By Pratibha Ray
Rupa & Co
Yajnaseni is Draupadi, princess of Panchal, Panchali, common wife to the five Pandavas, Queen of Indraprastha and perhaps the most misunderstood heroine from our mythology. Revered on the one hand as one of the five supremely virtuous women of Hindu myth (Ahalya, Tara, Mandodari, Satyavati and Draupadi), her name still bears stigma, so much so that no girl is ever named after her. Yet, she was perhaps the strongest of them all, demanding her rights in a male-dominated society, and fighting injustice any which way she could.
I must admit that I have always had a sneaking fondness for the proud princess of Panchal. I have found in her a strength that is lacking in most other mythological heroines. Sita, I have always visualised as a doormat, but masculine culture will portray her as the woman's softer side, while Draupadi is unabashedly and prominently a queen, with a woman's pride, a sharp intellect and a strong will. Very few women in Indian mythology were strong enough to speak their own minds. Imagine then, my delight in coming across a novel in which Draupadi finally comes into her own.
Yajnaseni, by Pratibha Ray, is the story of Draupadi and therefore the story of the Mahabharata, told from the perspective of one of the most important but overlooked characters - Draupadi herself. If it were not for her, the story of the Kuru dynasty would have taken quite a different turn.
Born of the sacrificial fire, in which her father invokes a son to help him defeat his archenemy Drona, she is named Krishnaa, or the dark-skinned one. Her story is familiar to anyone who has read the great epic - what is not familiar is how she felt about the various choices that were made for her - by her father, her brother, her mother-in-law, her husband, even by Lord Krishna, whom she was devoted to.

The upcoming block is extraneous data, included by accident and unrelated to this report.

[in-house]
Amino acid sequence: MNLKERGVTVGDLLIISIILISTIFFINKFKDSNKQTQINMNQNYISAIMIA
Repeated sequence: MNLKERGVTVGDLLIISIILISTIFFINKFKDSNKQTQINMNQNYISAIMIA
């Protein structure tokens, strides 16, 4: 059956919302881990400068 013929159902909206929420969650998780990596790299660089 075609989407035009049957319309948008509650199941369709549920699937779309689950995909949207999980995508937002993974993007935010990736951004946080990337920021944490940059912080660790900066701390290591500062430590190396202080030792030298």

In a sense, her very birth is tragic. She is born unasked for from the sacrificial fire. After Arjuna wins the contest for her hand, she is forced into a polyandrous marriage by her mother-in-law, perhaps because Kunti wanted to protect herself from accusations from her new daughter-in-law. In spite of having five husbands, she finds herself bereft of all support in the assembly hall at Hastinapura. As she vows retaliation, she seems to be aware of being instrumental in bringing about the end of an epoch and the birth of a new age.
Here is a chance to see Draupadi as she portrays herself. Narrated in first person, we are witness to her devotion bordering on love for Lord Krishna, her shock at being made the wife of all five Pandavas, her grief, her rage and her anguish. Amidst the scene of her greatest humiliation, she finds the strength to question the Kuru elders, about the very concept of their dharma, while her husbands sit mute. She is the strength behind the Pandavas and their weakness; her impotent rage at the insults she suffers sets their feet onto the inexorable path of a great war and the destruction of a dynasty.
I wish I had read the book in its original Oriya, though. The English translation, by Pradip Bhattacharya, is a bit pedantic in style, and sometimes, the language gets too flowery. It maybe because it is difficult to translate word for word from many of our native languages, but once you get past the literary flourishes, this is a book that can hold its own. Just as Draupadi continues to hold her own, even today.
© Anuradha Warrier